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Don't Blame the
College

Don't Blame the "Check Your Privilege" Essay-Writer. Blame His Editors.

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If you possess sufficient curiosity, free time, and facility with Google, you can find and read any number of articles I wrote for my high school and college newspapers. I wish you wouldn’t. 

You see, they are, to the extent that I can recall, terrible. They are whiny and bitter. The writing is dreadful and the views expressed in them neither original nor even mildly interesting. They rot with inanities and clichés, and, if pressed, I will disown them all, except maybe the one in which I urge my high school English department to add golden-age science fiction to the curriculum. I stand by that.

I’m lucky they were published before the viral Internet, when it was still possible to maintain some control over one’s audience. Today any undergrad with an inflammatory opinion can make a splash, and they may never get dry. Just ask the Harvard student Sandra Korn, whose ill-conceived and almost purely rhetorical piece on “Academic Justice” was the talk of conservative blogs. Or the latest kid genius of punditry, Princeton freshman Tal Fortgang, whose screed about white privilege was appropriate for the sandbox of his school’s conservative paper, but which Time magazine regrettably saw fit to repurpose for national publication. I feel bad for these kids—more for Korn than Fortgang, who eventually sought his undeserved fame.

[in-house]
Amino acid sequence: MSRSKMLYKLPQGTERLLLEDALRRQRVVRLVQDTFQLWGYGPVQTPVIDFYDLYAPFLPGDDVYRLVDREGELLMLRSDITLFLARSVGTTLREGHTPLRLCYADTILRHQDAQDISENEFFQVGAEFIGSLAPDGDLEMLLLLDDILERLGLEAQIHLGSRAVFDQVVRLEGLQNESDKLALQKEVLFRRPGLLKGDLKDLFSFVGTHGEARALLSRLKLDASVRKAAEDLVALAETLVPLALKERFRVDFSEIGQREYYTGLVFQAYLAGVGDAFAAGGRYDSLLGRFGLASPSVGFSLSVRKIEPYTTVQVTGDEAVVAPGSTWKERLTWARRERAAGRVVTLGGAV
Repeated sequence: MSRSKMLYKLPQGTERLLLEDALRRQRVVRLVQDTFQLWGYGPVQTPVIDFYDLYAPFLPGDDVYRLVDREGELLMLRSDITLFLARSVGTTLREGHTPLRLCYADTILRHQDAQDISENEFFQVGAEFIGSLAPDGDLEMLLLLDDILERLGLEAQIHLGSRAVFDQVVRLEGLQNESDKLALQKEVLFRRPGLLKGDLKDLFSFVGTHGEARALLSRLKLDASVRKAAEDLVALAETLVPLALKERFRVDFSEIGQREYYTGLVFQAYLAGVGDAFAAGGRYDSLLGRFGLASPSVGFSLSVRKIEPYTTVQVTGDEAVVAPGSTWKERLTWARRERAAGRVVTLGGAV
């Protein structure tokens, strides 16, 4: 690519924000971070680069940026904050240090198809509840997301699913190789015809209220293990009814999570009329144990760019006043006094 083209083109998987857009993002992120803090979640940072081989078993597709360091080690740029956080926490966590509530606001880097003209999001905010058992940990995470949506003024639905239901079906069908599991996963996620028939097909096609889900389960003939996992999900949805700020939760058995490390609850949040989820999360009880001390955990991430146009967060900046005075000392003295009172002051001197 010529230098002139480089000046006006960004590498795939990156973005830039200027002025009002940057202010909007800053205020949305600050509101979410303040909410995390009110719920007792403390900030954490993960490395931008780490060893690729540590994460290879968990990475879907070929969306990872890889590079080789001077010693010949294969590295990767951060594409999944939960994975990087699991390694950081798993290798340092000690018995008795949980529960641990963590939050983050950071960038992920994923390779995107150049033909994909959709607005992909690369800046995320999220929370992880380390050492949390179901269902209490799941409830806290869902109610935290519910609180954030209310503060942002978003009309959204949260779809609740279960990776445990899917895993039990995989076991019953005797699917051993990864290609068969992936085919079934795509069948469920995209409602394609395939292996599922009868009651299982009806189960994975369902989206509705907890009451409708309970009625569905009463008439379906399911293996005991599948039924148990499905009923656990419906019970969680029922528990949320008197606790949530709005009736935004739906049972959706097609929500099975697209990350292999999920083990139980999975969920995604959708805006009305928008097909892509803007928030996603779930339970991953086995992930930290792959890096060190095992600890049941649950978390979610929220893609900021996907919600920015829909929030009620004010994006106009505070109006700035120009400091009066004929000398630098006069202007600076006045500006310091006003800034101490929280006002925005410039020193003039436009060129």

I also feel bad for Belle Knox, the Duke freshman who told the world how proud she is to be a porn star (once someone else had already spilled the beans). And for Suzy Lee Weiss, who, in her adolescent rage, penned an op-ed decrying affirmative action for preventing her entry into the college of her choice. The moral paralytics who edit the Wall Street Journal op-ed section had no qualms about milking young Weiss’s naïveté for pageviews. The New York Times, for its part, seems to have lowered the bar for NYU junior Zachary Fine’s attempted takedown of pluralism, an essay that fits easily within, and adds nothing to, the style of reaction with which Allan Bloom made his name. It is an example of how quickly we forget: Fine appears to believe that the millennial generation—we still haven’t gotten enough of it— is uniquely encumbered by moral and aesthetic relativism. Because of, you know, the Internet. Somehow this made the grade at America’s most august purveyor of opinion.